The backside of the play is where it gets interesting. The Broncos often try to get backside defenders on the ground (see accompanying story). Nalen and one of the guards often will double team a defensive tackle before one of them uses a "scoop" technique, leaving the defensive tackle and reaching out to block a linebacker or safety on the second level of the defense.

If you go to the link above , you can click on page two .

edo783
05-31-2008, 01:09 PM
Almost without exception, linemen were better as Broncos under Gibbs than they were before or after.

That right there bothers me. I think most of us believe that Gibbs will be around about 2 years. What are we doing to make sure that when the master leaves, that there is a grasshopper to carry on the work? Does anyone know if there is a designated under study so to speak that is learning how to contsruct and maintain this thing? If not, we may have some real issues after he leaves.

Vinny
05-31-2008, 01:10 PM
Almost without exception, linemen were better as Broncos under Gibbs than they were before or after.

That right there bothers me. I think most of us believe that Gibbs will be around about 2 years. What are we doing to make sure that when the master leaves, that there is a grasshopper to carry on the work? Does anyone know if there is a designated under study so to speak that is learning how to contsruct and maintain this thing? If not, we may have some real issues after he leaves.it shouldn't bother you too much...heck, whats the alternative? Him never being here at all?

b0ng
05-31-2008, 01:24 PM
Almost without exception, linemen were better as Broncos under Gibbs than they were before or after.

That right there bothers me. I think most of us believe that Gibbs will be around about 2 years. What are we doing to make sure that when the master leaves, that there is a grasshopper to carry on the work? Does anyone know if there is a designated under study so to speak that is learning how to contsruct and maintain this thing? If not, we may have some real issues after he leaves.

If anybody has to run the Gibbs scheme after he leaves, then screw it, nobody better to do that than Kubiak right? I mean, our HC is a guy who learned under Gibbs for 10+ seasons, and now Gibbs is coming to work our O-line for a few years to get everybody up to speed. I don't really think it'll be that big of an issue when Gibbs leaves.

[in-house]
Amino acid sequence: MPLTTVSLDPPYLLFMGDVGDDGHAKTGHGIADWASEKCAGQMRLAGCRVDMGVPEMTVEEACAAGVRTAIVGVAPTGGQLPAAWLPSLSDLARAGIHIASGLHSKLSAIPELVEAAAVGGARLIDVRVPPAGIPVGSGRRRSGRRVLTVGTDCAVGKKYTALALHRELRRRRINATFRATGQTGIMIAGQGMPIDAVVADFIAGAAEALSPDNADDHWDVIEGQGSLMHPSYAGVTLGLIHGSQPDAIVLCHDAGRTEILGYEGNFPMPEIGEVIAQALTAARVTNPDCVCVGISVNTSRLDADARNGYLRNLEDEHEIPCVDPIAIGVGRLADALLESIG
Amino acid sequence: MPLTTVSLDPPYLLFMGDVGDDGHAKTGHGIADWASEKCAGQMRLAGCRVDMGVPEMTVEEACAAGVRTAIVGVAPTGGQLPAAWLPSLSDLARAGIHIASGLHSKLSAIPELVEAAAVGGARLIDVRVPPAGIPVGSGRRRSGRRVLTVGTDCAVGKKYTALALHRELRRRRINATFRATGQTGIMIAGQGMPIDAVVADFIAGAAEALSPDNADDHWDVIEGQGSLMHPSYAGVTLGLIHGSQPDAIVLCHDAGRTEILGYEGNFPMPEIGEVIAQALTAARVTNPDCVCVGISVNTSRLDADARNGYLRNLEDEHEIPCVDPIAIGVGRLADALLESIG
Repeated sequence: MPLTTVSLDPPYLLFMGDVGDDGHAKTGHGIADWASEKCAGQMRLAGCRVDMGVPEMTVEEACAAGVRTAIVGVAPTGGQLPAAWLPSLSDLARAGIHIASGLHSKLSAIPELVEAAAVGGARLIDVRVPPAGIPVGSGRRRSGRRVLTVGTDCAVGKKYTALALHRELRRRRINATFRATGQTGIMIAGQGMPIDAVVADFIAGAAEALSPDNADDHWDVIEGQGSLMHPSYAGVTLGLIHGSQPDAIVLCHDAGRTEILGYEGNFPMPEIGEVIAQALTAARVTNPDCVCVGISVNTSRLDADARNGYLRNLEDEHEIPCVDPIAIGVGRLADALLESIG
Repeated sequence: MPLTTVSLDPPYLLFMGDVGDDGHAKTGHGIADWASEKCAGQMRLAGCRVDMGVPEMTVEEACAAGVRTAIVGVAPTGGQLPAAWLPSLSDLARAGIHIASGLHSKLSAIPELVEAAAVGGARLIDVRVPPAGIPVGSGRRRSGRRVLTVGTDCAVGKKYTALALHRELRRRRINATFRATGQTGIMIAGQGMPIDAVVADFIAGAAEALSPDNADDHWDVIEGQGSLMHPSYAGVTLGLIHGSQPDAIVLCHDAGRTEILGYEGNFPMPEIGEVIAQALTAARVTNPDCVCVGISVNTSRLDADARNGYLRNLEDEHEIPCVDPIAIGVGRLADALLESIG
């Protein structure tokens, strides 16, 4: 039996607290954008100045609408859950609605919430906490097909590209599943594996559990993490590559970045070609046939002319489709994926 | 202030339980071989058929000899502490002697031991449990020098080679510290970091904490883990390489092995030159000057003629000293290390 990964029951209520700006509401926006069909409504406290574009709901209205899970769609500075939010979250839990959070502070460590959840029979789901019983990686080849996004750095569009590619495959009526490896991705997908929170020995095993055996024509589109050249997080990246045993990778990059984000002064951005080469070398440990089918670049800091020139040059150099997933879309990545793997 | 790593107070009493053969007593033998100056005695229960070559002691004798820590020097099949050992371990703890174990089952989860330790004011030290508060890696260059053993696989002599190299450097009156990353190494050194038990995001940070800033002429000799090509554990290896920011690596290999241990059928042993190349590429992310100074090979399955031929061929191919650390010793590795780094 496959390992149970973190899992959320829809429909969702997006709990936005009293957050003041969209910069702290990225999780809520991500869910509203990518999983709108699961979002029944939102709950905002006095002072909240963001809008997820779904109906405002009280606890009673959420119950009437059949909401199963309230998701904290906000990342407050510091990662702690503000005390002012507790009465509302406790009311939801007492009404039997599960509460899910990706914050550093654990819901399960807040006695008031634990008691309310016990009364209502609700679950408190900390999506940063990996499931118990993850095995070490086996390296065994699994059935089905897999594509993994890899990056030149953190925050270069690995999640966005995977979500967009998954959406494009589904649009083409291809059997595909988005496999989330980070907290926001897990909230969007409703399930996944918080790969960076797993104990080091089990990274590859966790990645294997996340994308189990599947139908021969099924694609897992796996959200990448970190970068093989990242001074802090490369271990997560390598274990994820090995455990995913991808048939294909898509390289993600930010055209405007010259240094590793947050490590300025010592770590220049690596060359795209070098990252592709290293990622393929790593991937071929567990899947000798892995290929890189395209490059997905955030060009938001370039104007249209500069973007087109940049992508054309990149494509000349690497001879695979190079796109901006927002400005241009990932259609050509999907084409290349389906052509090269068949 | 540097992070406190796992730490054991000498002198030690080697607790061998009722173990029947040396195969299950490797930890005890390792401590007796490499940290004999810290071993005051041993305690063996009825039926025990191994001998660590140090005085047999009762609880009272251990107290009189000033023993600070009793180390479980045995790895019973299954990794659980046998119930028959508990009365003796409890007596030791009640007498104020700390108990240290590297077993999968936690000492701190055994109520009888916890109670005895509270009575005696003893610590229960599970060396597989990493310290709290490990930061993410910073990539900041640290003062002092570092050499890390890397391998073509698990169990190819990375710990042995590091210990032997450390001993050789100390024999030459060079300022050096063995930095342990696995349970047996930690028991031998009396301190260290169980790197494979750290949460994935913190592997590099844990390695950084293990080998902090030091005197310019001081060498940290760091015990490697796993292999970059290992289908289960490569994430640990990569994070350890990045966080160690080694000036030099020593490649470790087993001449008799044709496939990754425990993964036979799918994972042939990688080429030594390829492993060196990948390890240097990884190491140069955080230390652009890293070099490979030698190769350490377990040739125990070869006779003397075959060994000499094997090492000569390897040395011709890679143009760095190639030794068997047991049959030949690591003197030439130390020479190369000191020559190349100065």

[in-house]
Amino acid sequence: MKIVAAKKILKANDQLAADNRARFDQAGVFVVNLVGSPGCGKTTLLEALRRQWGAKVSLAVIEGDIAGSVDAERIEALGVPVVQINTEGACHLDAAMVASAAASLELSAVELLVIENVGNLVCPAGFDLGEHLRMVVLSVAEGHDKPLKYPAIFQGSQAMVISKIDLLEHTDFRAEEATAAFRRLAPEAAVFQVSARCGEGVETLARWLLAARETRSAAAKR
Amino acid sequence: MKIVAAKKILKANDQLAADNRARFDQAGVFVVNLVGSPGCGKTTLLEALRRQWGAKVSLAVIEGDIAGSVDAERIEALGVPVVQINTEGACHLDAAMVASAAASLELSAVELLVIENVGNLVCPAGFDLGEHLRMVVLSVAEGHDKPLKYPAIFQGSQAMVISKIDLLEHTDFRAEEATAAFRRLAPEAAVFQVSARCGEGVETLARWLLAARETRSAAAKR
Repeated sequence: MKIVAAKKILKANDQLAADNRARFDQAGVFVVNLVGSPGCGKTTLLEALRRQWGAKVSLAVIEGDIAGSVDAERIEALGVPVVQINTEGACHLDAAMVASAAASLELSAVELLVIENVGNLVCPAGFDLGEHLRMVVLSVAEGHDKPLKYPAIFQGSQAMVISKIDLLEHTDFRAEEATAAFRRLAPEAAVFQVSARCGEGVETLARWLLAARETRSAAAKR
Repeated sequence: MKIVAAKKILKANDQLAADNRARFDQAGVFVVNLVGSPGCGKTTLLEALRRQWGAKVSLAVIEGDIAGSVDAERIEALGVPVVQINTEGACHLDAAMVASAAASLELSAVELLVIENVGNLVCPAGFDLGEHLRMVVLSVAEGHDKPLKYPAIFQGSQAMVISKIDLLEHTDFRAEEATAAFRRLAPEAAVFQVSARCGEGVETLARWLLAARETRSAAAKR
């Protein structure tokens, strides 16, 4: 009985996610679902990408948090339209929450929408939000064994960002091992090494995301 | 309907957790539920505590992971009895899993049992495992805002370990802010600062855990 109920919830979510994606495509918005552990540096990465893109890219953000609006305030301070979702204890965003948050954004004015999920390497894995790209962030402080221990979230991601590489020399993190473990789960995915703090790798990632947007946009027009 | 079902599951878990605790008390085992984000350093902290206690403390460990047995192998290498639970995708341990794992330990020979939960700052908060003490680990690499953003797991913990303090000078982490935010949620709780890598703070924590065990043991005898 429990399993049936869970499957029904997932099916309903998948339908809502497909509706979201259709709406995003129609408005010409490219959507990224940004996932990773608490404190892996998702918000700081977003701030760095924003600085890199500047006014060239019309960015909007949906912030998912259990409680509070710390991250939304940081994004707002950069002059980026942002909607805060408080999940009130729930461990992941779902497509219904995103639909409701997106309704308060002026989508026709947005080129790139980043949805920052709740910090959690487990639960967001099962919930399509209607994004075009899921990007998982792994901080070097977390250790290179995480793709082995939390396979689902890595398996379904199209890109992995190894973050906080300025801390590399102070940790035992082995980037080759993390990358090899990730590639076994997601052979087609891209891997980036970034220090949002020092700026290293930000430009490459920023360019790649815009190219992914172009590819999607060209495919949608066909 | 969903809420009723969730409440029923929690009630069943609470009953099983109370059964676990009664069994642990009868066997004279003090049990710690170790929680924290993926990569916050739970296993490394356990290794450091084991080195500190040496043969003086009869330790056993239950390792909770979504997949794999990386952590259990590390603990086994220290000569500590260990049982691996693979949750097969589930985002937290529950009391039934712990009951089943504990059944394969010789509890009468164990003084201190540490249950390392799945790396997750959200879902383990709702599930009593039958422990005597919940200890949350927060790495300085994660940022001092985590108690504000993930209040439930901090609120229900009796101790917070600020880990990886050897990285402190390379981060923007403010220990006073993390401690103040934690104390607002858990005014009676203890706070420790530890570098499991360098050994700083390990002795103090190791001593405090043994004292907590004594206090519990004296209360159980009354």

nunusguy
05-31-2008, 01:52 PM
I don't really think it'll be that big of an issue when Gibbs leaves.
FWIW I think ATL abandoned the ZB system shortley after Gibbs departed that scene.

Vinny
05-31-2008, 01:54 PM
FWIW I think ATL abandoned the ZB system shortley after Gibbs departed that scene.Petrino had his own system....we all see how well that worked out.

NBT
05-31-2008, 02:00 PM
Maybe we just oughta sit back and enjoy coach Gibbs while we got him. Enjoy the ride.

CloakNNNdagger
05-31-2008, 02:03 PM
Almost without exception, linemen were better as Broncos under Gibbs than they were before or after.

That right there bothers me. I think most of us believe that Gibbs will be around about 2 years. What are we doing to make sure that when the master leaves, that there is a grasshopper to carry on the work? Does anyone know if there is a designated under study so to speak that is learning how to contsruct and maintain this thing? If not, we may have some real issues after he leaves.


If the Texans HC and OC can adopt a strict COMMITMENT to the hard-nosed algorithm Gibbs system, this should not be an issue. However, if when Gibbs does eventually leave, and the HC or OC or "new blood" coaching staff starts jacking with "variations" on the theme as has happened following Gibbs' exit from other teams, expect accompanying variations on success.

awtysst
05-31-2008, 03:30 PM
Petrino had his own system....we all see how well that worked out.

Wasn't part of the problem players? I mean the ZBS has lighter more athletic lineman as opposed to the Petrino power game. I mean if you try to run the ZBS with heavy lineman its a disaster, just like if you try to run a power game with lighter lineman.

b0ng
05-31-2008, 05:03 PM
Petrino had his own system....we all see how well that worked out.

Was his the "Lose and Run" offense?

edo783
05-31-2008, 05:05 PM